Almost as one, the entire class turned to stare at the empty seat to the left of Quinn.

This can’t be happening! thought Quinn as she walked out of the classroom. No way was Stacy dead. Ms. Li must have gotten the name confused with another girl named Stacy. Probably a senior. After all, Stacy didn’t even have a license! No, Stacy probably ate something that didn’t agree with her, got a McDonalds hangover, and spent the whole night puking. That would be just like her. She decided to call her and see how she was doing. Yeah, that was a good idea. Quinn raced toward the pay phones in the lobby.

Hands shaking, she dialed Stacy’s number. She felt an alien in her stomach ready to break out. Get a hold of yourself, Quinn! she commanded herself. It’s not like she’s dead or anything.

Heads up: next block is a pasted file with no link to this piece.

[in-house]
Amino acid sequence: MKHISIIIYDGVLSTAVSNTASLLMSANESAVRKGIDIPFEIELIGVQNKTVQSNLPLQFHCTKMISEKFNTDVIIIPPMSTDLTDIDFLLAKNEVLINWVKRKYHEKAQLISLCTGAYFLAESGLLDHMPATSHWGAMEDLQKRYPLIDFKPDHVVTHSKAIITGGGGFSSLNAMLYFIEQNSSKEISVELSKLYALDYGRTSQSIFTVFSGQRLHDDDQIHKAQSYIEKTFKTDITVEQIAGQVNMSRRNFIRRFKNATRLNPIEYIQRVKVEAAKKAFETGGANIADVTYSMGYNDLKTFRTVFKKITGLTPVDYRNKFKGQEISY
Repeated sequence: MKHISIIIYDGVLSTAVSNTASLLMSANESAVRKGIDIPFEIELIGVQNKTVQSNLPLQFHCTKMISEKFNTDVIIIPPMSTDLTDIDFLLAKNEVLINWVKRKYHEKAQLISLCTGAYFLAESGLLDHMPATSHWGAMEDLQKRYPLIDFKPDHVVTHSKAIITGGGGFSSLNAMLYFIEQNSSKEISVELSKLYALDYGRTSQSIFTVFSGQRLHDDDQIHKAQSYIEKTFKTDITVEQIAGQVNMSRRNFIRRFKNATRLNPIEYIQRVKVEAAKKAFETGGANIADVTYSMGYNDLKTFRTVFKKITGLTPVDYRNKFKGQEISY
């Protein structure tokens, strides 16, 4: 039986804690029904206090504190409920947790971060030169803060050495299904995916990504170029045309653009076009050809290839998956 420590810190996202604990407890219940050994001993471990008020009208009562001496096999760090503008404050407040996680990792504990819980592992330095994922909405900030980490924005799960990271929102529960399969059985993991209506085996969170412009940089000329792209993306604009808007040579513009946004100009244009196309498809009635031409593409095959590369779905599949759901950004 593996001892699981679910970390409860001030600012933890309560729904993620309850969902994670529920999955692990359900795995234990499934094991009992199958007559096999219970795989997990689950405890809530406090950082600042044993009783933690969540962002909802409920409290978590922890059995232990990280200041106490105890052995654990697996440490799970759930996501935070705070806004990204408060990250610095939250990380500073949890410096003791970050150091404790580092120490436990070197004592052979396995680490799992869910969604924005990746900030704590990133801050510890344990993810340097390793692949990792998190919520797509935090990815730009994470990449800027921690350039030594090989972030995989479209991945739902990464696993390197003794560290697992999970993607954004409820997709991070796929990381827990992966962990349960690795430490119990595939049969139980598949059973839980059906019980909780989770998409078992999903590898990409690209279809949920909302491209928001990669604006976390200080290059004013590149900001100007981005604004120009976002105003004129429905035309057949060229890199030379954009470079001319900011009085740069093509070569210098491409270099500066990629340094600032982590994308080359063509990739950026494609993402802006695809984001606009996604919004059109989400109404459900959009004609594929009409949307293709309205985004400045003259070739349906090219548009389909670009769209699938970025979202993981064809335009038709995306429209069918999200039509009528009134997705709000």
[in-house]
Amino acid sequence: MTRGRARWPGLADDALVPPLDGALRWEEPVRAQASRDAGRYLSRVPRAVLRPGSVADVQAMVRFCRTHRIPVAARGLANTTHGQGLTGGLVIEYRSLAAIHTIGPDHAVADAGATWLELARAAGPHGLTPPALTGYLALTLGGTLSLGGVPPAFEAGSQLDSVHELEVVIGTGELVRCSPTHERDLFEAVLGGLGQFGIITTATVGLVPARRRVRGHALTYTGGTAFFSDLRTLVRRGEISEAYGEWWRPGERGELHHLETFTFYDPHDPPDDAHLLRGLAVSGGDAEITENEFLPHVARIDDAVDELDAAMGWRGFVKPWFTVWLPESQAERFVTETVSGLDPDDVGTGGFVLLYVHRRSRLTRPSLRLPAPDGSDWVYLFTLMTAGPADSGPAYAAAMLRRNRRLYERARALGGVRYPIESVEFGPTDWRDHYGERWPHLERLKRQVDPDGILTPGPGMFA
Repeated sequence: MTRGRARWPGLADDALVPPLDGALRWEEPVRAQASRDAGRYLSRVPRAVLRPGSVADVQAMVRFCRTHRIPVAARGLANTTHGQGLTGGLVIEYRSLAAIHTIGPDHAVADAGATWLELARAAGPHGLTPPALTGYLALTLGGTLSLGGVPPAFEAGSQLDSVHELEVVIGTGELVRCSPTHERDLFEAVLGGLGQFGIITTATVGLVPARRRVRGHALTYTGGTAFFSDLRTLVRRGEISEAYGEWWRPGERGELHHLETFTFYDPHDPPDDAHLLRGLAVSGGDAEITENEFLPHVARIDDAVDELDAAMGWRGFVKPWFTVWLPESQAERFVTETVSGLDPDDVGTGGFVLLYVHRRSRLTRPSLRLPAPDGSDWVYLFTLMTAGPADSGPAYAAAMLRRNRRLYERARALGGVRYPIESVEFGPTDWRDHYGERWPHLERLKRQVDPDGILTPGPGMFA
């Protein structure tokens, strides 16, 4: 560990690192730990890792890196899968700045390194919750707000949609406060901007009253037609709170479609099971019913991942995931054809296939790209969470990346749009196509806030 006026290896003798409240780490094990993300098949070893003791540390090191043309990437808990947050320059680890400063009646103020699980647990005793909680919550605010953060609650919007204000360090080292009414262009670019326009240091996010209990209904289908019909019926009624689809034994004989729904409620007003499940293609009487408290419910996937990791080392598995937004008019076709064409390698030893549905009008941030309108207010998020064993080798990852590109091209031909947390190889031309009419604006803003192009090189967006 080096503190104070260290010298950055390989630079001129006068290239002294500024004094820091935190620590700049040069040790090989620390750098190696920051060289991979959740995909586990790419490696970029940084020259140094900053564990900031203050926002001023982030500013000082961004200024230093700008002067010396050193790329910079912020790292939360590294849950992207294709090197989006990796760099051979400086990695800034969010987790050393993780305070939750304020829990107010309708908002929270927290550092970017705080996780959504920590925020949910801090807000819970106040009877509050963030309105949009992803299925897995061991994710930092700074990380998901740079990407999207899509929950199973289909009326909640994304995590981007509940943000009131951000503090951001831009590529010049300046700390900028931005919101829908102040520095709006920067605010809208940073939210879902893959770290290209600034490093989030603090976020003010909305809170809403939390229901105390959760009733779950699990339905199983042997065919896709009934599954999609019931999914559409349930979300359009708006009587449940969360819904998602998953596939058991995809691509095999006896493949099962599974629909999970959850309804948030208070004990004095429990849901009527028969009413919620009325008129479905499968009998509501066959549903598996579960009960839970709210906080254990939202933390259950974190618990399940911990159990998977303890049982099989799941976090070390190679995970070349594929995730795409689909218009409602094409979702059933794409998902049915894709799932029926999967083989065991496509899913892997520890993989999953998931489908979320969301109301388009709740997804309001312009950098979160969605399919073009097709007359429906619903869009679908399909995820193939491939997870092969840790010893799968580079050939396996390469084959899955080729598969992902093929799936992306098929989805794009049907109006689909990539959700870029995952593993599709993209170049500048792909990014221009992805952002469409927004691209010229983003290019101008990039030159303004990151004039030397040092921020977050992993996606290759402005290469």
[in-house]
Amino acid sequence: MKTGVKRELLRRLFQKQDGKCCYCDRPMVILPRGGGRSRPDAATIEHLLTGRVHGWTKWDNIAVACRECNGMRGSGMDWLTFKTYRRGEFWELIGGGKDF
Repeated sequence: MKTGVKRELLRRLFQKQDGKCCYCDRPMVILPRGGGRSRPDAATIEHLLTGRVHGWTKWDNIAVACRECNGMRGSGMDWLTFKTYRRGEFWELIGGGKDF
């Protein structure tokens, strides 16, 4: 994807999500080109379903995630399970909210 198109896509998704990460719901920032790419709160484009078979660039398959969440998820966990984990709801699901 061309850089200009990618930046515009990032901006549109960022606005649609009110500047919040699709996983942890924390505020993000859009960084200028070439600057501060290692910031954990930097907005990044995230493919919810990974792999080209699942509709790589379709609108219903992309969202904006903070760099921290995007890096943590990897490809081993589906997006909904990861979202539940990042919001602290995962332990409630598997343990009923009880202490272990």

The receiver clicked. "Hello?" Mrs. Rowe’s voice came over the phone.

"Hi, Mrs. Rowe!" Quinn greeted in her perkiest, everything’s-all-right voice. "It’s Quinn."

"Hello Quinn."

"Is Stacy there?"

Mrs. Rowe heaved a quavering sigh. "You mean they haven’t told you yet? No, I guess they haven’t. Quinn, I don’t know how to say this…Stacy’s dead, Quinn."

Quinn dropped the receiver and turned away from the phone. Then she slowly began to walk, stumbling and bumping gently into other students as if she were blind, toward the girls room. Meanwhile, the receiver hung inches from the ground like a hangman’s noose.

Dimly, Quinn became aware that her three biggest suitors—Joey, Jeffy, and Jamie—had surrounded her. "Hey Quinn, sorry about Stacy," said Joey.

"Yeah, it was awful what happened," consoled Jeffy.

"Is there anything I can do?" asked Jamie.

"Go away," whispered Quinn.

"Huh?" said all three of them.

"Just leave me alone, okay? Leave me alone!" Quinn ran into the girls room.

Inside the bathroom, Quinn splashed some water on her face. This can’t be happening! Oh God, Stacy!